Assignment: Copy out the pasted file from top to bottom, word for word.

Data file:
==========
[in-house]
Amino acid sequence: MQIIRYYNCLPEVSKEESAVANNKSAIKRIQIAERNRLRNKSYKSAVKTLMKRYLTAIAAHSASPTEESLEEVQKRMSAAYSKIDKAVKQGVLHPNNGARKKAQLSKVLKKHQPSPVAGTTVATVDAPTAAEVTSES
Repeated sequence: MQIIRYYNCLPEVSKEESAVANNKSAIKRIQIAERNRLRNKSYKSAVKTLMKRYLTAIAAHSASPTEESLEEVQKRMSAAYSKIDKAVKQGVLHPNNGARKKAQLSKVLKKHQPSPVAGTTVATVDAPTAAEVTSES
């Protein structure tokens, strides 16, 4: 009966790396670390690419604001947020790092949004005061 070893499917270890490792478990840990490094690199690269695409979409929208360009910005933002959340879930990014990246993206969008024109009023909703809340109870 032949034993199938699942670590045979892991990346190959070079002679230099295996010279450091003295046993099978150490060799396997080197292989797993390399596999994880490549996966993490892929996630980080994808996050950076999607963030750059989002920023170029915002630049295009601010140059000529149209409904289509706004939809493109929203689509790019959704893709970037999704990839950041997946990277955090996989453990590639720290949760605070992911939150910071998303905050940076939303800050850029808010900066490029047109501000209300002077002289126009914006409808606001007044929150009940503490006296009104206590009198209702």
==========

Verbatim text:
[in-house]
Amino acid sequence: MQIIRYYNCLPEVSKEESAVANNKSAIKRIQIAERNRLRNKSYKSAVKTLMKRYLTAIAAHSASPTEESLEEVQKRMSAAYSKIDKAVKQGVLHPNNGARKKAQLSKVLKKHQPSPVAGTTVATVDAPTAAEVTSES
Repeated sequence: MQIIRYYNCLPEVSKEESAVANNKSAIKRIQIAERNRLRNKSYKSAVKTLMKRYLTAIAAHSASPTEESLEEVQKRMSAAYSKIDKAVKQGVLHPNNGARKKAQLSKVLKKHQPSPVAGTTVATVDAPTAAEVTSES
């Protein structure tokens, strides 16, 4: 009966790396670390690419604001947020790092949004005061 070893499917270890490792478990840990490094690199690269695409979409929208360009910005933002959340879930990014990246993206969008024109009023909703809340109870 032949034993199938699942670590045979892991990346190959070079002679230099295996010279450091003295046993099978150490060799396997080197292989797993390399596999994880490549996966993490892929996630980080994808996050950076999607963030750059989002920023170029915002630049295009601010140059000529149209409904289509706004939809493109929203689509790019959704893709970037999704990839950041997946990277955090996989453990590639720290949760605070992911939150910071998303905050940076939303800050850029808010900066490029047109501000209300002077002289126009914006409808606001007044929150009940503490006296009104206590009198209702």